Chris Morel grew up in Mary­land and now lives not far from Wor­man out­side of Taos. When he first ar­rived in the moun­tains above the high desert he did a lot of plein air paint­ing—even in the dead of win­ter. He wanted to ex­pe­ri­ence the vis­ual sen­sa­tions of the clear air and the vis­ceral sen­sa­tions of be­ing nearly 9,000 feet up in the San­gre de Cristo Moun­tains. In Truchaseco the heavy snow of the area hasn’t been plowed or dis­turbed. He com­pacts the range of val­ues as the pupil of the eye does in self-de­fense, but main­tains a sense of depth and in­ten­sity. The Pulitzer Prize-win­ning writer and en­vi­ron­men­tal­ist Wal­lace Steg­ner (1909-1993) com­pared a pro­duc­tive pe­riod of writ­ing to “a New Mex­ico snow-storm. I had it com­ing down thick and heavy, muf­fling the roads and mound­ing on adobe walls and win­dowsills and whiten­ing the piñon and ju­nipers…”

In the pages of this spe­cial collector’s fo­cus, read­ers will find win­ter scenes from some of the West’s top artists and gal­leries.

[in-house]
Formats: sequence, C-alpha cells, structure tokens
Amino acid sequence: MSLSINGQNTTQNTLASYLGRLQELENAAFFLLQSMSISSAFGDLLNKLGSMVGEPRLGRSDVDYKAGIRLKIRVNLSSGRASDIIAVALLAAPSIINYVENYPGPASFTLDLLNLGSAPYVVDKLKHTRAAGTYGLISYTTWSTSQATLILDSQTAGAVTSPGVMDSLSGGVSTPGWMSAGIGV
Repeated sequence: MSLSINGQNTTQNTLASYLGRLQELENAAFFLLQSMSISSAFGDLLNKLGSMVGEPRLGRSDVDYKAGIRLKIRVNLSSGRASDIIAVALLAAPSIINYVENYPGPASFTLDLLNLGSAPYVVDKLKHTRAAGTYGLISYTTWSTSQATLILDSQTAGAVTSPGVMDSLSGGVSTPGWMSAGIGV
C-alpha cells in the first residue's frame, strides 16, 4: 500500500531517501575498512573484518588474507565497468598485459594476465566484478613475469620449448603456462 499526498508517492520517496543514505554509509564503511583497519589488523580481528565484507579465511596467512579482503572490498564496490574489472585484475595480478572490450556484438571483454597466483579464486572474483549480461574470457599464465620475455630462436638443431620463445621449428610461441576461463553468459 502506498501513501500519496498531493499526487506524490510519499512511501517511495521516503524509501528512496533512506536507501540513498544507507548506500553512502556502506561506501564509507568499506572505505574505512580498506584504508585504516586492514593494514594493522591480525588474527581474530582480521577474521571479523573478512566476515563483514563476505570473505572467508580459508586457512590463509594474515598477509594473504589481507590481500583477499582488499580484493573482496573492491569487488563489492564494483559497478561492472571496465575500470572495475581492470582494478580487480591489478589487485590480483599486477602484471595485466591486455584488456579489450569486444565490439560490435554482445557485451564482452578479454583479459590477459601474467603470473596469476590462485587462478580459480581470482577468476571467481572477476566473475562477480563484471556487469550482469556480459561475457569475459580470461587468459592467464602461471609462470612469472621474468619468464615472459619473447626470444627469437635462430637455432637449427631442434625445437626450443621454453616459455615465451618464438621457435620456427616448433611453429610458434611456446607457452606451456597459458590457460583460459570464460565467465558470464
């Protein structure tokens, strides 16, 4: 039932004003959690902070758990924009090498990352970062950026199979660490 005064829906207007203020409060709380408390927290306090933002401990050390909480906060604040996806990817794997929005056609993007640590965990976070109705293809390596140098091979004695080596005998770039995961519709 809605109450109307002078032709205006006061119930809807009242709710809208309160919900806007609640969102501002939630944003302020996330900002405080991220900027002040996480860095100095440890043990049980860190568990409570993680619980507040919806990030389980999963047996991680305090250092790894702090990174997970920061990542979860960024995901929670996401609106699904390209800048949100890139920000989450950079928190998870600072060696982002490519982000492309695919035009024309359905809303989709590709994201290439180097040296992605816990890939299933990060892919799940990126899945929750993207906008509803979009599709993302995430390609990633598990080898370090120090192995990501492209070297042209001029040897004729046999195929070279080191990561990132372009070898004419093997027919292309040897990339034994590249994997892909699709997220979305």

As a his­tory buff, Bar­bara Don­ahue likes to add what might have been in her West­ern paint­ings. Her paint­ing First Snow de­picts Na­tive Amer­i­can war­riors com­ing home from per­haps a win­ter hunt. Through her use of color, view­ers can feel the cold and the sunny day re­flects the weather she ex­pe­ri­enced from liv­ing many years on a small ranch in Flagstaff, Ari­zona.

Don Woodard spe­cial­izes in cre­at­ing re­lief wood sculp­tures and three-di­men­sional paint­ings that hang on the wall. “My pas­sion is to de­sign, then sculpt a scene three­d­i­men­sion­ally as a bas-re­lief within a piece of fine wood,” he ex­plains. “Some­times I paint the im­age while other times I fin­ish it nat­u­rally. I find this style of art­work to be very chal­leng­ing, un­usual and be­ing well re­ceived by col­lec­tors.

He con­tin­ues, “My style is very unique, with not many peo­ple cre­at­ing art­work in this genre. That is one of the rea­sons col­lec­tors pur­chase my art­work, be­sides cre­at­ing sub­ject mat­ter that they find en­joy­able.” Woodard also ac­cepts com­mis­sions to cre­ate works of art that tell a per­sonal story.